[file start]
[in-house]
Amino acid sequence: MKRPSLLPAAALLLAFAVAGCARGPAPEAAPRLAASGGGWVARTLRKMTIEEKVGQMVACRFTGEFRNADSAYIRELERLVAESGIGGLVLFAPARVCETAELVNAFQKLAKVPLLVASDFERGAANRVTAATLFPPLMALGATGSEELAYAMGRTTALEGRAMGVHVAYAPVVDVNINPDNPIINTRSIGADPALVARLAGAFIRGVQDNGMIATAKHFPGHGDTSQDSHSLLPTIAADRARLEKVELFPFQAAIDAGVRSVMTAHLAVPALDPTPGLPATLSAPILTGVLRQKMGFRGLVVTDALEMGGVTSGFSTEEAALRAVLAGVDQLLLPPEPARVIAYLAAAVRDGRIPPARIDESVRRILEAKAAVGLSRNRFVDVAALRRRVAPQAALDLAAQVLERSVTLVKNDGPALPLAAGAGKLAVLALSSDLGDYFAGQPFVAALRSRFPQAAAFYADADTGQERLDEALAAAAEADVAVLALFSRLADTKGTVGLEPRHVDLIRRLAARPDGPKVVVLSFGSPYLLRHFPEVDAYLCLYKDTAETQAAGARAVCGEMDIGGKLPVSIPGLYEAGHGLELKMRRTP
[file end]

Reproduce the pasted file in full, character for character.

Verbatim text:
[in-house]
Amino acid sequence: MKRPSLLPAAALLLAFAVAGCARGPAPEAAPRLAASGGGWVARTLRKMTIEEKVGQMVACRFTGEFRNADSAYIRELERLVAESGIGGLVLFAPARVCETAELVNAFQKLAKVPLLVASDFERGAANRVTAATLFPPLMALGATGSEELAYAMGRTTALEGRAMGVHVAYAPVVDVNINPDNPIINTRSIGADPALVARLAGAFIRGVQDNGMIATAKHFPGHGDTSQDSHSLLPTIAADRARLEKVELFPFQAAIDAGVRSVMTAHLAVPALDPTPGLPATLSAPILTGVLRQKMGFRGLVVTDALEMGGVTSGFSTEEAALRAVLAGVDQLLLPPEPARVIAYLAAAVRDGRIPPARIDESVRRILEAKAAVGLSRNRFVDVAALRRRVAPQAALDLAAQVLERSVTLVKNDGPALPLAAGAGKLAVLALSSDLGDYFAGQPFVAALRSRFPQAAAFYADADTGQERLDEALAAAAEADVAVLALFSRLADTKGTVGLEPRHVDLIRRLAARPDGPKVVVLSFGSPYLLRHFPEVDAYLCLYKDTAETQAAGARAVCGEMDIGGKLPVSIPGLYEAGHGLELKMRRTP